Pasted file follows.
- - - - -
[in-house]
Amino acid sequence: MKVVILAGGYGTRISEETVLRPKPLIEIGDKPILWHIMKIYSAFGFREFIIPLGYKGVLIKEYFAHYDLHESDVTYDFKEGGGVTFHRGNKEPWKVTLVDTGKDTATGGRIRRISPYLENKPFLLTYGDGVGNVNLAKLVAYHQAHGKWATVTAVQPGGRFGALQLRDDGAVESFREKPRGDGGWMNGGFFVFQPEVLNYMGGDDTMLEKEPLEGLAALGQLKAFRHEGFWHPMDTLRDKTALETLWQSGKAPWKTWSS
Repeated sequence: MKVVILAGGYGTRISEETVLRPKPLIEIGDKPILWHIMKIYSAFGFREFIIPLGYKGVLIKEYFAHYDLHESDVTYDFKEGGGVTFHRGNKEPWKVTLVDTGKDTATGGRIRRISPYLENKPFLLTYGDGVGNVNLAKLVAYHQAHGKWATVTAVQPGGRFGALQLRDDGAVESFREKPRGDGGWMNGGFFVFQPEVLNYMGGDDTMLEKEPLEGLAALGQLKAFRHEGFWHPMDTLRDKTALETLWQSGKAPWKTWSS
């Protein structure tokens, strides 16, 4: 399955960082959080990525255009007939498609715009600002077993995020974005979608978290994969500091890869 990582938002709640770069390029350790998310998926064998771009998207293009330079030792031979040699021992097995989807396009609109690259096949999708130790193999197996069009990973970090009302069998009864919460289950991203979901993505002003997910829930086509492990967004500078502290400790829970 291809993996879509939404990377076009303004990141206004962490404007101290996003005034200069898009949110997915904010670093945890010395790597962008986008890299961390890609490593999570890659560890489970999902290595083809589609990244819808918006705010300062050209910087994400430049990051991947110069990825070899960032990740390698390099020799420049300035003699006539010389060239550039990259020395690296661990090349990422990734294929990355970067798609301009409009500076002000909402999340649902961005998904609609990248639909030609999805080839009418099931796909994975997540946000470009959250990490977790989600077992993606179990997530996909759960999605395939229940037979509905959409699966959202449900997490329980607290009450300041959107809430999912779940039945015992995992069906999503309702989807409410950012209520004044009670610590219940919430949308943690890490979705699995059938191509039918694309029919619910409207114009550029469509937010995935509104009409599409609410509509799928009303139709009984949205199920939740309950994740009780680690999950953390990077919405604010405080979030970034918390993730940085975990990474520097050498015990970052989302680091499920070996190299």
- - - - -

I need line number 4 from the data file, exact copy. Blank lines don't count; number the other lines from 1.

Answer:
């Protein structure tokens, strides 16, 4: 399955960082959080990525255009007939498609715009600002077993995020974005979608978290994969500091890869 990582938002709640770069390029350790998310998926064998771009998207293009330079030792031979040699021992097995989807396009609109690259096949999708130790193999197996069009990973970090009302069998009864919460289950991203979901993505002003997910829930086509492990967004500078502290400790829970 291809993996879509939404990377076009303004990141206004962490404007101290996003005034200069898009949110997915904010670093945890010395790597962008986008890299961390890609490593999570890659560890489970999902290595083809589609990244819808918006705010300062050209910087994400430049990051991947110069990825070899960032990740390698390099020799420049300035003699006539010389060239550039990259020395690296661990090349990422990734294929990355970067798609301009409009500076002000909402999340649902961005998904609609990248639909030609999805080839009418099931796909994975997540946000470009959250990490977790989600077992993606179990997530996909759960999605395939229940037979509905959409699966959202449900997490329980607290009450300041959107809430999912779940039945015992995992069906999503309702989807409410950012209520004044009670610590219940919430949308943690890490979705699995059938191509039918694309029919619910409207114009550029469509937010995935509104009409599409609410509509799928009303139709009984949205199920939740309950994740009780680690999950953390990077919405604010405080979030970034918390993730940085975990990474520097050498015990970052989302680091499920070996190299």